Norway has administered its petroleum resources using three distinct government bodies: a national oil company engaged in commercial hydrocarbon operations; a government ministry to direct policy; and a regulatory body to provide oversight and technical expertise. Norway's relative success in managing its hydrocarbons has prompted development institutions to consider whether this “Norwegian Model” of separated government functions should be recommended to other oil-producing countries.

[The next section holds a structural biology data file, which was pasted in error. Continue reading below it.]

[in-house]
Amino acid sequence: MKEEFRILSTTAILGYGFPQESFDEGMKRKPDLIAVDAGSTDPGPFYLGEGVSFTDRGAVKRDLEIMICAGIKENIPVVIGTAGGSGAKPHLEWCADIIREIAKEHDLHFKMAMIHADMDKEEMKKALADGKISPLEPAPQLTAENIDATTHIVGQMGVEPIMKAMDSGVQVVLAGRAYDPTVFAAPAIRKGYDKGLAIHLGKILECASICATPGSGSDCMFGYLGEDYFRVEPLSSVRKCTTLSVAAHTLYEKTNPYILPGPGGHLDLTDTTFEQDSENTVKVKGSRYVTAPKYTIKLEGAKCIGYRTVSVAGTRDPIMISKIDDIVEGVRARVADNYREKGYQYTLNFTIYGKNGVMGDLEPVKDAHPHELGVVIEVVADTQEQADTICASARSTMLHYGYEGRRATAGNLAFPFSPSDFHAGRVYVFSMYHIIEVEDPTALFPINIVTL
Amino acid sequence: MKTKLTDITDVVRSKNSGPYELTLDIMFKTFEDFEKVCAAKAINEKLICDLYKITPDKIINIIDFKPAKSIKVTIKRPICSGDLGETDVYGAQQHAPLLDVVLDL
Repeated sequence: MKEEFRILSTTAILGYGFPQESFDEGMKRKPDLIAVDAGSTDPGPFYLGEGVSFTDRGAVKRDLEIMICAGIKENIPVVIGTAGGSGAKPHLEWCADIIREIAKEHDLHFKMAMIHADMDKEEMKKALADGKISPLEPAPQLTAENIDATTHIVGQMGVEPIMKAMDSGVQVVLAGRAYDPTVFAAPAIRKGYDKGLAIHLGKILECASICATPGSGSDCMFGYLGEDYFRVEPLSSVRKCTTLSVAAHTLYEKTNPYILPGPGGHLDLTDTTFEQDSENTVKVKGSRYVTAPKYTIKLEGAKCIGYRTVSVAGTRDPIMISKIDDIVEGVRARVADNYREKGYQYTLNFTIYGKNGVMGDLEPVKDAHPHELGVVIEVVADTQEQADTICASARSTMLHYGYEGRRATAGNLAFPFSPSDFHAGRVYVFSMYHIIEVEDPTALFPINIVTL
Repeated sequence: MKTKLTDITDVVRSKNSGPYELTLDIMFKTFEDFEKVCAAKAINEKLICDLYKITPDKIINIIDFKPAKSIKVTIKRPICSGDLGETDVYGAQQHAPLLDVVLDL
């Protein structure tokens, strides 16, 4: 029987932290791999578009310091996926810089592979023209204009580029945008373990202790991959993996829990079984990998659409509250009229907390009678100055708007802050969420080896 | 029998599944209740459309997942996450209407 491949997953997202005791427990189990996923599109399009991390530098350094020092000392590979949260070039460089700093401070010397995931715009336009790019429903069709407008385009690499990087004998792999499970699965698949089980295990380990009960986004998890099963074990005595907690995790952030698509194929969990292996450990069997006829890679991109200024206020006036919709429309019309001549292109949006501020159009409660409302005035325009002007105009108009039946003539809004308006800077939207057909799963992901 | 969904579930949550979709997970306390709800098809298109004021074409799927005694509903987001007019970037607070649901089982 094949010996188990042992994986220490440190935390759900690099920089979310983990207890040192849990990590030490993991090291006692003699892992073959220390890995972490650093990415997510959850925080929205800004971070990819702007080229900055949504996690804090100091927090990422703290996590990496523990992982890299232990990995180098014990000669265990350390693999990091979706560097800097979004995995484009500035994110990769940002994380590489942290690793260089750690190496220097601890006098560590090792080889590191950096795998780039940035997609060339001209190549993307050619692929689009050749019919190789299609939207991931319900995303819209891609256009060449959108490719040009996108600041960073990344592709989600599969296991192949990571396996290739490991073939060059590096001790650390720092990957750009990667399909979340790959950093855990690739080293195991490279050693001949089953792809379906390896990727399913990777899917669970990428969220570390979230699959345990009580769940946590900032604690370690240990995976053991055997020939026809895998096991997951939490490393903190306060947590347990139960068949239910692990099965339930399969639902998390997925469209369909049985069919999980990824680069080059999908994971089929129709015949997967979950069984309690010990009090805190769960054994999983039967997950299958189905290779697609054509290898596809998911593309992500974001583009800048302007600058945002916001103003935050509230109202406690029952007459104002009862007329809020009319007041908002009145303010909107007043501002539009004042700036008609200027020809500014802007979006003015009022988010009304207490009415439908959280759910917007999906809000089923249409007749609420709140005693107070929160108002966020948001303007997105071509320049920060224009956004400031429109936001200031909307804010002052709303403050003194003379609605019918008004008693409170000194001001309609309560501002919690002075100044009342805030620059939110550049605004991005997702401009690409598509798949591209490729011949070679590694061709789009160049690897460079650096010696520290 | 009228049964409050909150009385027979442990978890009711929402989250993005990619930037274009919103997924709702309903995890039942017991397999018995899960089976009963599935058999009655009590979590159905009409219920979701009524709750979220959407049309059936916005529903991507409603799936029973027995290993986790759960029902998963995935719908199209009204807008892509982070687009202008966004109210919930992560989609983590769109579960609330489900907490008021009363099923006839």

By studying ten countries that have used widely different approaches in administering their hydrocarbon sectors, we conclude that separation of functions is not a prerequisite to successful oil sector development. Countries where separation of functions has worked are characterized by the combination of high institutional capacity and robust political competition. Unchallenged leaders often appear able to adequately discharge commercial and policy/regulatory functions using the same entity, although this approach may not be robust against political changes. Where institutional capacity is lacking, better outcomes may result from consolidating commercial, policy, and regulatory functions until such capacity has further developed. Countries with vibrant political competition but limited institutional capacity pose the most significant challenge for oil sector reform: Unitary control over the sector is impossible but separation of functions is often difficult to implement.